Tonight: Frozen Planet: Edge of the Earth

Tonight (Saturday, December 22) at 9:00pm ET/PT on Discovery, take a look back at the Frozen Planet documentary, coproduced with the BBC. If you missed it the first time, tonight is a sort of "greatest hits" hour, with some of the best sequences from the much longer miniseries -- including excellent narration by David Attenborough. This is why you have an HDTV: it's a set of scenes from the north and south tips of the Earth, filmed with incredible care. While some scenes are hilarious (most of the penguin material) and some are tragic (much of the musk oxen stuff), everything is photographed with the kind of insane how did they do that? quality.

There's a sequence involving a pebble-stealing penguin that exemplifies this film: without narration, it might not make sense. But with narration, music, and a remarkable combination of filming angles, it becomes a nearly human comedy about penguins trying to build their nests. The audio work also deserves a nod, as the penguins' squawks add an extra layer of weird hilarity.

While the special starts with a series of near-misses (in other words, predators fail), eventually we do get into sequences where prey animals don't make it. The film does not revel in gore, and shies away from closeups for the most part (one image of a seal being dragged down by a killer whale is particularly impactful, though). Because it is trying so hard to be tasteful and explain why the sequences are happening (so the predator groups don't starve to death), I'd say this one is thoroughly family-appropriate, though as always, if you have extra-sensitive kids you'll want to screen it first.

Criminal Penguins

Here's a clip from the Alec Baldwin-narrated version, showing a bit of that penguin story. Tonight's special is narrated by Attenborough -- while you may prefer one narrator over the other, the story is wonderful either way. Enjoy:

And if you get the Discovery Channel, tune in tonight! For more on the program, check out the Frozen Planet site, including the penguin cam and great photography.

If you're into the whole Blu-ray thing, check out Frozen Planet: The Complete Series (with the Attenborough narration). It's the kind of thing you can put on at parties and people will say, "Wow, nice TV."

Blogger disclosure: I was not specially compensated for this review. I did get to see an early version of the program, and it's worth your time for the penguin material alone.

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All National Parks Are Offering Free Admission on April 21

Looking for something to do this weekend that's both outdoorsy and free? To kick off National Park Week, you can visit any one of the National Park Service's more than 400 parks on April 21, 2018 for free.

While the majority of the NPS's parks are free year-round, they'll be waiving admission fees to the more than 100 parks that normally require an entrance fee. Which means that you can pay a visit to the Grand Canyon, Death Valley, Yosemite, or Yellowstone National Parks without reaching for your wallet. The timing couldn't be better, as many of the country's most popular parks will be increasing their entrance fees beginning in June.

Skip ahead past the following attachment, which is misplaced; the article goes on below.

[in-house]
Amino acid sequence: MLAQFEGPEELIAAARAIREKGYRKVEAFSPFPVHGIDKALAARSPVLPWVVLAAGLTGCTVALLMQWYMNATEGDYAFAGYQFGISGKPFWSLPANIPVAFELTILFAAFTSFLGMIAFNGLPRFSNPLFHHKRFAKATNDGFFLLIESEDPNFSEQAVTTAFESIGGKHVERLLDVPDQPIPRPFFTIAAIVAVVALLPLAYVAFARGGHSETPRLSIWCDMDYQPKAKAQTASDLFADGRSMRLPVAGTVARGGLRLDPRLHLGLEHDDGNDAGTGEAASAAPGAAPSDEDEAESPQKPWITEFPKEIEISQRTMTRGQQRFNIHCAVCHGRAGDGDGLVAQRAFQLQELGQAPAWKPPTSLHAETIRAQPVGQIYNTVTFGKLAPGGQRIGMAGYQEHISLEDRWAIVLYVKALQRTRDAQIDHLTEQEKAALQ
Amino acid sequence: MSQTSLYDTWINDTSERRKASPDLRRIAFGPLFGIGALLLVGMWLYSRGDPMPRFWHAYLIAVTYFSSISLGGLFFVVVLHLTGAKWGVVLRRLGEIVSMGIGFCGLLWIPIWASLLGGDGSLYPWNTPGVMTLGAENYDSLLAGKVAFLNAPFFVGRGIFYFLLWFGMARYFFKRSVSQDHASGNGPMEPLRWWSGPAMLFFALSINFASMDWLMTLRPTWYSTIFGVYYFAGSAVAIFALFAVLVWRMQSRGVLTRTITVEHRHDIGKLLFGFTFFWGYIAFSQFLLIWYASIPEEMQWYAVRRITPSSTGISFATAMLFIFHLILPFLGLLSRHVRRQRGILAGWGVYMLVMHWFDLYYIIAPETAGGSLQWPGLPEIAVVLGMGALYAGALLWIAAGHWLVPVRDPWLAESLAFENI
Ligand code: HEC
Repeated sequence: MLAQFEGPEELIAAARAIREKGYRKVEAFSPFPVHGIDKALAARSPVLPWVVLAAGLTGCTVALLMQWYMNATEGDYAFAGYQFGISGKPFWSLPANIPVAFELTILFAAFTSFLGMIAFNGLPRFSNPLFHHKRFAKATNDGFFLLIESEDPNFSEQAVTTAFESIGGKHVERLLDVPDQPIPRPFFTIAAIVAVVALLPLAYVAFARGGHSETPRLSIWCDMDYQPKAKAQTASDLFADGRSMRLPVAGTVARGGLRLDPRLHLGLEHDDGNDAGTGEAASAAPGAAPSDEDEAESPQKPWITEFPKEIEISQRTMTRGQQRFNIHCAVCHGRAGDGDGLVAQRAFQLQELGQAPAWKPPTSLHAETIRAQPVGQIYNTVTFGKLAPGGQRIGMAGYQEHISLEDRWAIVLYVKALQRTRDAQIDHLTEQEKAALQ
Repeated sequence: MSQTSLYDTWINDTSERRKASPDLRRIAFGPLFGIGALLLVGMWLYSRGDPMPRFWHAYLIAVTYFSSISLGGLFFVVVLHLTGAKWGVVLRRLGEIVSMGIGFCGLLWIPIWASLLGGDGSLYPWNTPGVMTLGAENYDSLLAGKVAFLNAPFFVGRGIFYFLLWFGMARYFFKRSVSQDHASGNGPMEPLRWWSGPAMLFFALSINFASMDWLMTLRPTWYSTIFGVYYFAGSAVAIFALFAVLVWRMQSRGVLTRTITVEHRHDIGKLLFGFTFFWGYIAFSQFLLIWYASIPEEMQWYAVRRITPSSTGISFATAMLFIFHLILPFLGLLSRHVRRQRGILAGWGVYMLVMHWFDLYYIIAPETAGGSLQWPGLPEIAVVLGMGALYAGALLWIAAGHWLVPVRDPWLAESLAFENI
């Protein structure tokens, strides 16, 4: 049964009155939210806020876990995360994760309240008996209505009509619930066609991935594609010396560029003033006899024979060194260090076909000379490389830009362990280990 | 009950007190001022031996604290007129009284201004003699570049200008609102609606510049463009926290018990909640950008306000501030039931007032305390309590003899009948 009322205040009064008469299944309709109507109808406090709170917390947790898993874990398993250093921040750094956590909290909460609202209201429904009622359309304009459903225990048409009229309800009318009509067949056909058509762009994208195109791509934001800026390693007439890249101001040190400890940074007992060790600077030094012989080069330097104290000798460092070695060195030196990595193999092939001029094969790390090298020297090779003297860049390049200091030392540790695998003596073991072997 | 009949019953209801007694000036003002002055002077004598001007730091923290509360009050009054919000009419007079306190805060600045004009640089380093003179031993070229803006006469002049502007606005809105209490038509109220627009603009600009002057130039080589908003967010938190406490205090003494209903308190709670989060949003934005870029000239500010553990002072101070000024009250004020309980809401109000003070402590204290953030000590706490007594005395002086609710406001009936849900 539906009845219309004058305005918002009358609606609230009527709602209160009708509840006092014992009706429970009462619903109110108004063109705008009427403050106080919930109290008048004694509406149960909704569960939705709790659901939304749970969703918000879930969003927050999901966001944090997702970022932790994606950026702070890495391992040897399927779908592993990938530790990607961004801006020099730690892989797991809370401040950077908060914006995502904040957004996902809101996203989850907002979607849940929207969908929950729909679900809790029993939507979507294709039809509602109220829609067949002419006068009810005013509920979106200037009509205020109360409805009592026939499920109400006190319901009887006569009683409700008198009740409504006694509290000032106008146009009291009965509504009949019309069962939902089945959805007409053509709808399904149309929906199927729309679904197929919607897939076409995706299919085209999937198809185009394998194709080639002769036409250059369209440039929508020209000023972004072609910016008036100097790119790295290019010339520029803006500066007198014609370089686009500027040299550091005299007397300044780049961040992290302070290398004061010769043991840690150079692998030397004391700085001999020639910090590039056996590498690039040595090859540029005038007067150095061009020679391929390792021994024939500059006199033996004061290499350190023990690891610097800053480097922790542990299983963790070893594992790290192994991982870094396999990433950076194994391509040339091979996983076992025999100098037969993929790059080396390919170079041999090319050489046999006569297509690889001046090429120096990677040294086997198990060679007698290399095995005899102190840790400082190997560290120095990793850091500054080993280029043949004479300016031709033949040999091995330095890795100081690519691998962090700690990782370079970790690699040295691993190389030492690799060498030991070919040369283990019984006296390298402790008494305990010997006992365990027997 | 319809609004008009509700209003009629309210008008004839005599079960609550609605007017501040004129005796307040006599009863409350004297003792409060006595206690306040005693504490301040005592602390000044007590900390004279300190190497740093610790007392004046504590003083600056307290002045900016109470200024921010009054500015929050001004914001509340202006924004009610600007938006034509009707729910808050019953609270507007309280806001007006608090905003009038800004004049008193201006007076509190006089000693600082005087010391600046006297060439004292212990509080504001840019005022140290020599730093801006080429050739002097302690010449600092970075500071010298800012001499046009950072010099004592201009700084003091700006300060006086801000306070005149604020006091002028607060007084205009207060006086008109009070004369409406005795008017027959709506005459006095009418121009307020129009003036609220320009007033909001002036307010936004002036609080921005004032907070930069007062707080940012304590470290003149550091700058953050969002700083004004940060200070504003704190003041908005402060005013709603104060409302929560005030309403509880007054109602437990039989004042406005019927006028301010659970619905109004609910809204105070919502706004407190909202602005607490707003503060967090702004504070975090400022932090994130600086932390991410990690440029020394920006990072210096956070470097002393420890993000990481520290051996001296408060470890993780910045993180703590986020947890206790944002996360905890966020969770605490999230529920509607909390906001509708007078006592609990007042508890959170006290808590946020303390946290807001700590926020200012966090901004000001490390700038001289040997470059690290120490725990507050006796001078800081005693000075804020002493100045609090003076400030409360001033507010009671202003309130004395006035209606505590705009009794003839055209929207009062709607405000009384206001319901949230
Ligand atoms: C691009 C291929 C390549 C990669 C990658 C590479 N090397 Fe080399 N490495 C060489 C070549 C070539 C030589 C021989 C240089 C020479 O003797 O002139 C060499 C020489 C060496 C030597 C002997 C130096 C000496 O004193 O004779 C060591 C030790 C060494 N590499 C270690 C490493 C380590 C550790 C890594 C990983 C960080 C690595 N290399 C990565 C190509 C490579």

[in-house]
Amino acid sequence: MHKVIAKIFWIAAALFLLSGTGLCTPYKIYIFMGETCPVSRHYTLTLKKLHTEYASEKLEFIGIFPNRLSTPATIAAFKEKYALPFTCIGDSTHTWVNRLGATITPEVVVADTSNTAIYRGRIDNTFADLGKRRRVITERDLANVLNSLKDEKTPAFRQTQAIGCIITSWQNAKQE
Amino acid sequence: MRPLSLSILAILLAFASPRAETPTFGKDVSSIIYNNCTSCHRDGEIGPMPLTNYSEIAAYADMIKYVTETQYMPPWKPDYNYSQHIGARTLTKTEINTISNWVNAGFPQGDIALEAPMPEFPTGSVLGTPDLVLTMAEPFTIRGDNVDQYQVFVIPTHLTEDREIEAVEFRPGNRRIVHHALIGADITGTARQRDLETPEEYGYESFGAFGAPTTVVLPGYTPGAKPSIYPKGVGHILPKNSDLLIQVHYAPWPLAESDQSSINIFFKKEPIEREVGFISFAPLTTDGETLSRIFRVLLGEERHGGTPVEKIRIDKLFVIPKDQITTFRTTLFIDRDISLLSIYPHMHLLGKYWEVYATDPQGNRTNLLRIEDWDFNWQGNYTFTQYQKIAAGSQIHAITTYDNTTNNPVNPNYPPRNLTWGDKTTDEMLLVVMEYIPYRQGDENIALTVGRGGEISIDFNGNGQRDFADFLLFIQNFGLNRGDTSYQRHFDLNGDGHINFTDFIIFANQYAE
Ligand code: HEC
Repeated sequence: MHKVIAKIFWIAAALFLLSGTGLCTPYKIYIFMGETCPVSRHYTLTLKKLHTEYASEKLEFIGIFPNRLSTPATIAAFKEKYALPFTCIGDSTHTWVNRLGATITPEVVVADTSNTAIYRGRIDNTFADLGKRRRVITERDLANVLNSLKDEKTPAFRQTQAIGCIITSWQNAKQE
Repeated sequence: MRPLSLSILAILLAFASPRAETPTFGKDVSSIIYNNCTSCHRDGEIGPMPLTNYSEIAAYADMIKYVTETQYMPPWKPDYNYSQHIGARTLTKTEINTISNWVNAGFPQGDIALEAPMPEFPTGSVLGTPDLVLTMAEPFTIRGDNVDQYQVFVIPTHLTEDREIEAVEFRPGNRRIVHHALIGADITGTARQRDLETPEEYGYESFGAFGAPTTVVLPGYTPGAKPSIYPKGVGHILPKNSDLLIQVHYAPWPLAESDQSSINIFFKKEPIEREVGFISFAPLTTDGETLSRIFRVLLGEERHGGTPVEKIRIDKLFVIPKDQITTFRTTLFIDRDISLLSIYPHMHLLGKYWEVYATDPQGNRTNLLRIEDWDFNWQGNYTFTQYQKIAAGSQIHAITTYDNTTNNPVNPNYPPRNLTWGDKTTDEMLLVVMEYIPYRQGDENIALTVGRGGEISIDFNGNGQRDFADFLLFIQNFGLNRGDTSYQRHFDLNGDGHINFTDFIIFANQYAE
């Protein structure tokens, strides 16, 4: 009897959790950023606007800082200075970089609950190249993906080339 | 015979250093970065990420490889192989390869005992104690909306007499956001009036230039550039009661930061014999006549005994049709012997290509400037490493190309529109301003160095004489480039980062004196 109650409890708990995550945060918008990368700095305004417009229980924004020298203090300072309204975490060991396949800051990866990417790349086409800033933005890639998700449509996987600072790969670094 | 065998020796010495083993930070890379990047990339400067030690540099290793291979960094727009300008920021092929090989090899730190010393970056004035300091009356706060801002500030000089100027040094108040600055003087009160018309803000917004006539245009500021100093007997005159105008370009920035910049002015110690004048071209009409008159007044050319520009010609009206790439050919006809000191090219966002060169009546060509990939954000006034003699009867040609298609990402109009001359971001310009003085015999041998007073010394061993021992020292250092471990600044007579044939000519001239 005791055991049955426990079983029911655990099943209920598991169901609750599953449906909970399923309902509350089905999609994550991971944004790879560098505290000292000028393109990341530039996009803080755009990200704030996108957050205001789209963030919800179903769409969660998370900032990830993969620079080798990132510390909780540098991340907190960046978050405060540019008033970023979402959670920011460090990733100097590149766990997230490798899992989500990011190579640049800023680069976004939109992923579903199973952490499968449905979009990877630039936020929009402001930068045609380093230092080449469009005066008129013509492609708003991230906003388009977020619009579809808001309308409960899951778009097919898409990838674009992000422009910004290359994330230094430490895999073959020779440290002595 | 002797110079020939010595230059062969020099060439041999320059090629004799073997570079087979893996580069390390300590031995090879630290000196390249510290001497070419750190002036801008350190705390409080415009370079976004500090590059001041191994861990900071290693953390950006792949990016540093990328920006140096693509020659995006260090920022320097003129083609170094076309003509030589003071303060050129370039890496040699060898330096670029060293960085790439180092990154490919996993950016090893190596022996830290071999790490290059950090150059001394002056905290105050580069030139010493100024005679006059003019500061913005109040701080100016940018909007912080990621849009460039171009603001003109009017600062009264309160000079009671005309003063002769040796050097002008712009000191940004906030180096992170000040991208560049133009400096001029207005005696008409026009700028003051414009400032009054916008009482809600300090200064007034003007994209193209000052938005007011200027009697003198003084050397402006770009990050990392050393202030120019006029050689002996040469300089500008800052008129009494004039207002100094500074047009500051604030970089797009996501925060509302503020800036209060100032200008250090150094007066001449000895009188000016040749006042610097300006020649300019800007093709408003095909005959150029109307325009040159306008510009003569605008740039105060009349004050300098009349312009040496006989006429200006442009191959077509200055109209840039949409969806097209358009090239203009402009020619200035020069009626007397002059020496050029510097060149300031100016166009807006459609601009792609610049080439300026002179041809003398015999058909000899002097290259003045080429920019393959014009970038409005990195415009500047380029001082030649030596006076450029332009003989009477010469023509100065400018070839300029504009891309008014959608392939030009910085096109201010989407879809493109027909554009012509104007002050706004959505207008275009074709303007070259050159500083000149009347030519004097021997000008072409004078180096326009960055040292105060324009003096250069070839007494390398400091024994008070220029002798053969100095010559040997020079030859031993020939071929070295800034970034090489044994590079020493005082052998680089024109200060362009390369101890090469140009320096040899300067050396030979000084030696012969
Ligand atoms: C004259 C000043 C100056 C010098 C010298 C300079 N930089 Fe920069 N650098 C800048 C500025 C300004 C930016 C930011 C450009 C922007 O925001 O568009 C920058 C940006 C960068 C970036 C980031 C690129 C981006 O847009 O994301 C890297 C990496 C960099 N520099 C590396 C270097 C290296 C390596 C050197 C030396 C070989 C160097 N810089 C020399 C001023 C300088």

The National Park Service, which celebrated its 100th birthday in 2016, maintains 417 designated NPS areas that span more than 84 million acres across every state, plus Washington, D.C., American Samoa, Guam, Puerto Rico, and the Virgin Islands.

Massive Tumbleweeds Invaded a California Town, Trapping Residents in Their Homes

For Americans who don’t live out west, any mention of tumbleweeds tends to conjure up images of a lone bush blowing lazily across the desert. The reality is not so romantic, as Californians would tell you.

The town of Victorville, California—an 85-mile drive from Los Angeles—was overtaken by massive tumbleweeds earlier this week when wind speeds reached nearly 50 mph. The tumbleweeds blew across the Mojave Desert and into town, where they piled up on residents’ doorsteps. Some stacks towered as high as the second story, trapping residents in their homes, according to the Los Angeles Times.

City employees and firefighters were dispatched to tackle the thorny problem, which reportedly affected about 150 households. Pitchforks were used to remove the tumbleweeds, some of which were as large as 4 feet tall by 4 feet wide.

"The crazy thing about tumbleweeds is that they are extremely thorny, they connect together like LEGOs," Victorville spokeswoman Sue Jones told the Los Angeles Times. "You can't reach out and grab them and move them. You need special tools. They really hurt."

Due to the town’s proximity to the open desert, residents are used to dealing with the occasional tumbleweed invasion. Similar cases have been reported in Texas, New Mexico, and other states in the West and Southwest. In 1989, the South Dakota town of Mobridge had to use machinery to remove 30 tons of tumbleweeds, which had buried homes, according to Metro UK.

Several plant species are considered a tumbleweed. The plant only becomes a nuisance when it reaches maturity, at which time it dries out, breaks from its root, and gets carried off into the wind, spreading seeds as it goes. They’re not just unsightly, either. They can cause soil dryness, leading to erosion and sometimes even killing crops.

[h/t Los Angeles Times]


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